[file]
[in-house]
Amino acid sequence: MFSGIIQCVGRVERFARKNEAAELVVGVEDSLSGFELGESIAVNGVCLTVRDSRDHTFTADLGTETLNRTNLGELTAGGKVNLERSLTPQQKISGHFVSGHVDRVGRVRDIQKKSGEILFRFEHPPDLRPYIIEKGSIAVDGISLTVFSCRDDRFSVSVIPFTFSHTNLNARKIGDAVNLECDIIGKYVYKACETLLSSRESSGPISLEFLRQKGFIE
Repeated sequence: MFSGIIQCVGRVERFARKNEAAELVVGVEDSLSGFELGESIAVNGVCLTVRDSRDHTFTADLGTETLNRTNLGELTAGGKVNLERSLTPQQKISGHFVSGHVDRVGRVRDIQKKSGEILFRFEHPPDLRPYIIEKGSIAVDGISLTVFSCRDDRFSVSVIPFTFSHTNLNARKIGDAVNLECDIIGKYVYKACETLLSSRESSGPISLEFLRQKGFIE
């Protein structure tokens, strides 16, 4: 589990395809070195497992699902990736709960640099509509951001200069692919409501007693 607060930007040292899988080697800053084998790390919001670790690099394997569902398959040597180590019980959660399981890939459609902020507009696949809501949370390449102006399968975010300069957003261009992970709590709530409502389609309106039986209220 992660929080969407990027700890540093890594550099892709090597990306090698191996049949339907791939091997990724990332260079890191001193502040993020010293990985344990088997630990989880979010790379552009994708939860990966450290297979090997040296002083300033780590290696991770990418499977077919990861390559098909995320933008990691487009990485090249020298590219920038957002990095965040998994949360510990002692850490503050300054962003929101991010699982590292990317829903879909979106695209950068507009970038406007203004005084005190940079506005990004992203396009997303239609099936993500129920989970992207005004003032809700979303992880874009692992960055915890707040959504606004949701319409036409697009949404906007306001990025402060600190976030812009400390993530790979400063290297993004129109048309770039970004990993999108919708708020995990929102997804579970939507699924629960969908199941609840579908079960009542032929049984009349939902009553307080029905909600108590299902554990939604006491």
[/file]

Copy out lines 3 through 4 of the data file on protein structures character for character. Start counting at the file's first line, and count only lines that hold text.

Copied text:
Repeated sequence: MFSGIIQCVGRVERFARKNEAAELVVGVEDSLSGFELGESIAVNGVCLTVRDSRDHTFTADLGTETLNRTNLGELTAGGKVNLERSLTPQQKISGHFVSGHVDRVGRVRDIQKKSGEILFRFEHPPDLRPYIIEKGSIAVDGISLTVFSCRDDRFSVSVIPFTFSHTNLNARKIGDAVNLECDIIGKYVYKACETLLSSRESSGPISLEFLRQKGFIE
């Protein structure tokens, strides 16, 4: 589990395809070195497992699902990736709960640099509509951001200069692919409501007693 607060930007040292899988080697800053084998790390919001670790690099394997569902398959040597180590019980959660399981890939459609902020507009696949809501949370390449102006399968975010300069957003261009992970709590709530409502389609309106039986209220 992660929080969407990027700890540093890594550099892709090597990306090698191996049949339907791939091997990724990332260079890191001193502040993020010293990985344990088997630990989880979010790379552009994708939860990966450290297979090997040296002083300033780590290696991770990418499977077919990861390559098909995320933008990691487009990485090249020298590219920038957002990095965040998994949360510990002692850490503050300054962003929101991010699982590292990317829903879909979106695209950068507009970038406007203004005084005190940079506005990004992203396009997303239609099936993500129920989970992207005004003032809700979303992880874009692992960055915890707040959504606004949701319409036409697009949404906007306001990025402060600190976030812009400390993530790979400063290297993004129109048309770039970004990993999108919708708020995990929102997804579970939507699924629960969908199941609840579908079960009542032929049984009349939902009553307080029905909600108590299902554990939604006491």